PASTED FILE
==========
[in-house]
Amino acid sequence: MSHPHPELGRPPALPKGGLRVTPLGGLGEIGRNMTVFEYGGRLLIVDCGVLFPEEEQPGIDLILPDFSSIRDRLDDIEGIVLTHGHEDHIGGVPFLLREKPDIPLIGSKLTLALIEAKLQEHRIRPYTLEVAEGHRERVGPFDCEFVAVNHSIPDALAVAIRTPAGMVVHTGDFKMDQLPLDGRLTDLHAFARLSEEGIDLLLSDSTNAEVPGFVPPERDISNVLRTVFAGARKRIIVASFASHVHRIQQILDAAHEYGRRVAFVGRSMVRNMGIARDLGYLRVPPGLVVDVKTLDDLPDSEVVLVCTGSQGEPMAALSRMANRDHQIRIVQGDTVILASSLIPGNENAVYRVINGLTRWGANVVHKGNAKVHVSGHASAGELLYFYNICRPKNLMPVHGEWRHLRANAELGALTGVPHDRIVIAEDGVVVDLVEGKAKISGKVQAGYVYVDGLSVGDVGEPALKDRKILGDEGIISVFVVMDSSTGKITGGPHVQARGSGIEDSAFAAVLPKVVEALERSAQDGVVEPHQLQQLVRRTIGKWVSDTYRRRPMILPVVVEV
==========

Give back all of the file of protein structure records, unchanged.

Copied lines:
[in-house]
Amino acid sequence: MSHPHPELGRPPALPKGGLRVTPLGGLGEIGRNMTVFEYGGRLLIVDCGVLFPEEEQPGIDLILPDFSSIRDRLDDIEGIVLTHGHEDHIGGVPFLLREKPDIPLIGSKLTLALIEAKLQEHRIRPYTLEVAEGHRERVGPFDCEFVAVNHSIPDALAVAIRTPAGMVVHTGDFKMDQLPLDGRLTDLHAFARLSEEGIDLLLSDSTNAEVPGFVPPERDISNVLRTVFAGARKRIIVASFASHVHRIQQILDAAHEYGRRVAFVGRSMVRNMGIARDLGYLRVPPGLVVDVKTLDDLPDSEVVLVCTGSQGEPMAALSRMANRDHQIRIVQGDTVILASSLIPGNENAVYRVINGLTRWGANVVHKGNAKVHVSGHASAGELLYFYNICRPKNLMPVHGEWRHLRANAELGALTGVPHDRIVIAEDGVVVDLVEGKAKISGKVQAGYVYVDGLSVGDVGEPALKDRKILGDEGIISVFVVMDSSTGKITGGPHVQARGSGIEDSAFAAVLPKVVEALERSAQDGVVEPHQLQQLVRRTIGKWVSDTYRRRPMILPVVVEV